The very first game I built was about a spaceship that had to collect medical supplies for people on a space station. It was about avoiding asteroids so you could get the medicine to the people who needed it. Even at this early age there was a human interest there. I didn’t know games were art but I knew that they were more than what people made them out to be.
It wasn’t until I played King’s Quest [a classic Sierra adventure game]on a PC that I said, okay, I’ve got it. I’m actually interacting with a fairytale, with a storybook that’s communicating back to me the stories I’d learned as a kid. That’s when I knew that games approached art.
What is the link between games of the past – black screens with just a few active pixels – and modern games, which are incredibly cinematic, that makes them both art?
That’s a great question. Even in the very first, simple games, it’s not that a desire to tell an expansive story wasn’t there. It’s that the technology of the time did not afford them the ability to do so within the game. So you end up with abstract notions of environments, and of a need and necessity that propel the narrative forward.
Early games would ship to the public along with additional visual materials, like a comic in the game box. You’d read the comic, then you’d play the game and you’d realize that the square you see on the screen with the arrow sticking out of it represents the warrior you just read about in this epic battle.
The only thing that has changed is that the technology and tools now available to game developers allows them to more fully articulate their narrative. You can see the ties. Look at Pitfall!'s [Activision, 1982]Pitfall Harry grabbing a vine and swinging over a crocodile-infested lake, then look at Nathan Drake in Uncharted 2: Among Thieves [PlayStation 3, 2009] grabbing a vine and swinging over a watery area. The mechanical vocabulary of games persists over time. It’s just that the evolution of technology has given game developers a much wider canvas and broader palette with which to paint these experiences.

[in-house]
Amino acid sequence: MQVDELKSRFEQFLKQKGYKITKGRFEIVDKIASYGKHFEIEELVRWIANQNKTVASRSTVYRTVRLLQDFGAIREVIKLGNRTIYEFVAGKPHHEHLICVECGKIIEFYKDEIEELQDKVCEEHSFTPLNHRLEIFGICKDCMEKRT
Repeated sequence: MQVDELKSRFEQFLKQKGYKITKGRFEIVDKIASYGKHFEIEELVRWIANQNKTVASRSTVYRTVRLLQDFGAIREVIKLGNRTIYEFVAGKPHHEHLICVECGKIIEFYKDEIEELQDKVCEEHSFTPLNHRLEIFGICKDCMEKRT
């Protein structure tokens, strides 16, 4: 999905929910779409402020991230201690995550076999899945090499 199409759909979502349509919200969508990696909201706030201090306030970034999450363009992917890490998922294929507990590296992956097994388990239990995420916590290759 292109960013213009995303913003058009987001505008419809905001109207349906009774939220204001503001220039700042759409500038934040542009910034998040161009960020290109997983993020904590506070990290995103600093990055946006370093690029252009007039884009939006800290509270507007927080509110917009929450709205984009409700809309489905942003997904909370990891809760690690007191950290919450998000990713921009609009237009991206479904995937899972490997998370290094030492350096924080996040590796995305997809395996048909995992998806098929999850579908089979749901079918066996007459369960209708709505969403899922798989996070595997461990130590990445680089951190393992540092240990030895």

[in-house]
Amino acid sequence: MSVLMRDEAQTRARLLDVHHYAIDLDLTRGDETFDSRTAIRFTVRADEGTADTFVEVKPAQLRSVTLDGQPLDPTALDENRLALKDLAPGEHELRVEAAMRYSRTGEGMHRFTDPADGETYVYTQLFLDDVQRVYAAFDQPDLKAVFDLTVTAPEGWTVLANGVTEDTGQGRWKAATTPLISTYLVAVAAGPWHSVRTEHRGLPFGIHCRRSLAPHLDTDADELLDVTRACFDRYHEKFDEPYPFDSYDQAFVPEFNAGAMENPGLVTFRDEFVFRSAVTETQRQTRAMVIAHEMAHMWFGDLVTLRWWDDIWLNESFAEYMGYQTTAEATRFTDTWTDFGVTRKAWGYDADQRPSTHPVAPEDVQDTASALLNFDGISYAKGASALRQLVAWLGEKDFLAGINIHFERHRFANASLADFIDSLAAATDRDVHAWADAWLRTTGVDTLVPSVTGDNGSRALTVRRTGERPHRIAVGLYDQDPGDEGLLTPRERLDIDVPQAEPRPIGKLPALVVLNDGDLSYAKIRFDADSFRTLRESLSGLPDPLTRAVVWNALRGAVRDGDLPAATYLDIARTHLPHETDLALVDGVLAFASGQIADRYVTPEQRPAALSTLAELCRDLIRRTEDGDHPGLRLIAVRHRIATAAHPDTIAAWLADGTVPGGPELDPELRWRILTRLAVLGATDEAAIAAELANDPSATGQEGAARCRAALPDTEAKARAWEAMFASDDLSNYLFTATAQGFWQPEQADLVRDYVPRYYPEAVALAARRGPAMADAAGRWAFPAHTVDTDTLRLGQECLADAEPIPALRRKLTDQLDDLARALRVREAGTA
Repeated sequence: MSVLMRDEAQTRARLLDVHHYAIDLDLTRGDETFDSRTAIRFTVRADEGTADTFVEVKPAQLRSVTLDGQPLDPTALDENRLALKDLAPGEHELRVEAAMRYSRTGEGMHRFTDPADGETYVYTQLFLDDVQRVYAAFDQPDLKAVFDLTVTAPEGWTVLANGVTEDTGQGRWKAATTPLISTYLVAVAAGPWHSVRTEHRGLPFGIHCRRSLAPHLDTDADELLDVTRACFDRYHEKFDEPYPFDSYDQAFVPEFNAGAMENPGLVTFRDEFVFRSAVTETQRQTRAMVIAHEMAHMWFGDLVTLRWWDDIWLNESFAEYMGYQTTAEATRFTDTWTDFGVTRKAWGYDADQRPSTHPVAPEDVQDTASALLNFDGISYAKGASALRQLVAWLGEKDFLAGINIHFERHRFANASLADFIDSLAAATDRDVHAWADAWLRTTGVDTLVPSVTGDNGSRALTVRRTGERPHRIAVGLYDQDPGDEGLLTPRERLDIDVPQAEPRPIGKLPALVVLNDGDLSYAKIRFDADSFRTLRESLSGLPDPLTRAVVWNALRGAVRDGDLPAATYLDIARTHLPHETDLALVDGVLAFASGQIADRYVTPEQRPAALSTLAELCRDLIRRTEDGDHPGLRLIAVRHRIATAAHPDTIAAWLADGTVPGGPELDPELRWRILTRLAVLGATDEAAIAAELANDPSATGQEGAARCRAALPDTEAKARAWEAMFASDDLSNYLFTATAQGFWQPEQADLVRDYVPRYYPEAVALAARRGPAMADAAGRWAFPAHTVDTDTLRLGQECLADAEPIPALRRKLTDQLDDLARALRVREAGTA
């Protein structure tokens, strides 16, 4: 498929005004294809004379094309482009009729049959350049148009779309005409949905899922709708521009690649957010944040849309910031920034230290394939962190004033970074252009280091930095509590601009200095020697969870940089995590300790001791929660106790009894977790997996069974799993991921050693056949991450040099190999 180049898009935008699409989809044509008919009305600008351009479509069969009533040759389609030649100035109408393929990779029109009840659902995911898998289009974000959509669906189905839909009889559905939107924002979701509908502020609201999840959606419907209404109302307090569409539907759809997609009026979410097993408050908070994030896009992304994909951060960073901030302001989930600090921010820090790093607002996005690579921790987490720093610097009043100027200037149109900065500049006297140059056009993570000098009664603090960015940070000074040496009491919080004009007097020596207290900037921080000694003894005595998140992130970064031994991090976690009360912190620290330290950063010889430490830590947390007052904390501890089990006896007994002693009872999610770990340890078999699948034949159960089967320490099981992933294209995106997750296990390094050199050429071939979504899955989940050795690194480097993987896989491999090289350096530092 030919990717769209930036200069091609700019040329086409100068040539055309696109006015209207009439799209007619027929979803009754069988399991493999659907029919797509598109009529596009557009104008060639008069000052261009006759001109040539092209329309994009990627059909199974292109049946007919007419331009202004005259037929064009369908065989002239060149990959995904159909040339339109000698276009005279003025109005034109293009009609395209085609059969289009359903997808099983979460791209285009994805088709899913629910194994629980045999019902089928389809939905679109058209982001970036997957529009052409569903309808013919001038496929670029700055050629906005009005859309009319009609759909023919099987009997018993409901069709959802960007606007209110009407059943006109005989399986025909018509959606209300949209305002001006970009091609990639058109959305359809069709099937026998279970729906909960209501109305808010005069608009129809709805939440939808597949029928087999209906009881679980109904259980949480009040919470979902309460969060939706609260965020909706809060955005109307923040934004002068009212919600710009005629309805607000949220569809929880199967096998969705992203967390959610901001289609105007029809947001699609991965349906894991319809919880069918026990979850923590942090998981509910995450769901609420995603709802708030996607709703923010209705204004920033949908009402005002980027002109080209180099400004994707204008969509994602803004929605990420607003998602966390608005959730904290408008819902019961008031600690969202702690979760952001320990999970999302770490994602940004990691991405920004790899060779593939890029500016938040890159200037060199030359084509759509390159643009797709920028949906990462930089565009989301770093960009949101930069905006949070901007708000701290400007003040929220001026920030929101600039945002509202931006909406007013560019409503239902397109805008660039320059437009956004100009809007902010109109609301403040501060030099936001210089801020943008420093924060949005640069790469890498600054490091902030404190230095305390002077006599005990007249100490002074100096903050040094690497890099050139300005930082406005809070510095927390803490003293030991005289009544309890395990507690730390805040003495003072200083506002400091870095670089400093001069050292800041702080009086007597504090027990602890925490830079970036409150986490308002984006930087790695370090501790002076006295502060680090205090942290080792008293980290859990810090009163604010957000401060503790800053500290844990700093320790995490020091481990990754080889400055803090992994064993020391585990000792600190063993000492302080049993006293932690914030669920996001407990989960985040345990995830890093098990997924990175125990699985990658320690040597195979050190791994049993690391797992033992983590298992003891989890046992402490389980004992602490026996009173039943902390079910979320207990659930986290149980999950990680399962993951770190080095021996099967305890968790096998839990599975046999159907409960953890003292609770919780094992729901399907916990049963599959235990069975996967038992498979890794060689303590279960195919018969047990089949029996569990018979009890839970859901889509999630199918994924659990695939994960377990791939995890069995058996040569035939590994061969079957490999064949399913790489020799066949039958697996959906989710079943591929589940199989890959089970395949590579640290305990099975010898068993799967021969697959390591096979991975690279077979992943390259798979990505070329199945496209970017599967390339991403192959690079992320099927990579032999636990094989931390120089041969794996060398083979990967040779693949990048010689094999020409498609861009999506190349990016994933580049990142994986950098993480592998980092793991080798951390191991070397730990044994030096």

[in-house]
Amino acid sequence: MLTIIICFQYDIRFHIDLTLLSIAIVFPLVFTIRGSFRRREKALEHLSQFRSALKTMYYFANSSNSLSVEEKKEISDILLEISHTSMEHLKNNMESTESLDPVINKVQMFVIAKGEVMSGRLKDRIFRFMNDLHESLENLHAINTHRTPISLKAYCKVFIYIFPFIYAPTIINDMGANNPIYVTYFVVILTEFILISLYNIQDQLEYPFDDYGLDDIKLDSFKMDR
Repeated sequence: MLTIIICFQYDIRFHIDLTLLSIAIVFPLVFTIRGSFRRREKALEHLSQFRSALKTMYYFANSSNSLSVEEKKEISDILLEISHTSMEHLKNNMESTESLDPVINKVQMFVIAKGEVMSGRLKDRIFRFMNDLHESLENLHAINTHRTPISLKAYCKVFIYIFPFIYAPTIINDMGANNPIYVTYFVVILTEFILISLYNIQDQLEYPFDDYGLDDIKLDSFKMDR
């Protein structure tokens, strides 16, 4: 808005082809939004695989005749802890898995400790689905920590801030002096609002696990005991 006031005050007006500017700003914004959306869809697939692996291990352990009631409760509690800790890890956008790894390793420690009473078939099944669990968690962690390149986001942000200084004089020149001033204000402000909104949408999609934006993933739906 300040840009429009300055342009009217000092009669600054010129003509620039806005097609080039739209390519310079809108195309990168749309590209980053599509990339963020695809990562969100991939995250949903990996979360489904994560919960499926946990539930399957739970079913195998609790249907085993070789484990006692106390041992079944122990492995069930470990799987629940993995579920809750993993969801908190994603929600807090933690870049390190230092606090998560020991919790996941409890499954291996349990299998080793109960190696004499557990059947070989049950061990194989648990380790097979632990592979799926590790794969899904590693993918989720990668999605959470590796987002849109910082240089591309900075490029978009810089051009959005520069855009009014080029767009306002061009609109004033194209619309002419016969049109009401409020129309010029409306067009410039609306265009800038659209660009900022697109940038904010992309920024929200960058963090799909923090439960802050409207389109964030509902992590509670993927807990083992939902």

Do you think there’s a particular game or series represents the apex of games as a form of art? Is that even a fair question?
I don’t think it’s necessarily a fair question. I think the answer would be different depending on who you ask.
Look at a game like Flower [a poetic adventure for PlayStation 3] It’s a game that’s intentionally open in terms of its narrative. But in its mechanics it allows you to inform the game with your own voice and story. This is something that I believe few games have achieved. I grew up in Queens, New York. And as a kid you’re always looking for colour in a city’s muted grays and browns. When I was playing Flower I was going through this city environment and picking up all these flowers in the windstream you control in the game. And then there was this building that suddenly stood upright. It had colour brought back to it. It had an incredible impact on me. I had to stop playing the game. There was this wave of emotion I felt that transported me back to a time when I was a kid.
Video games have the ability to do this. They can reach into us and bring out the things that make us who we are. Our memories, our morals, our compass, if you will. I can argue that Flower has achieved this while most other games have not. Is that the pinnacle of the medium? It may be for me, but it may not be for others.
Film critic Roger Ebert famously declared that games cannot be art. Can people who don’t play games ever be convinced that games are artistic?Report Typo/Error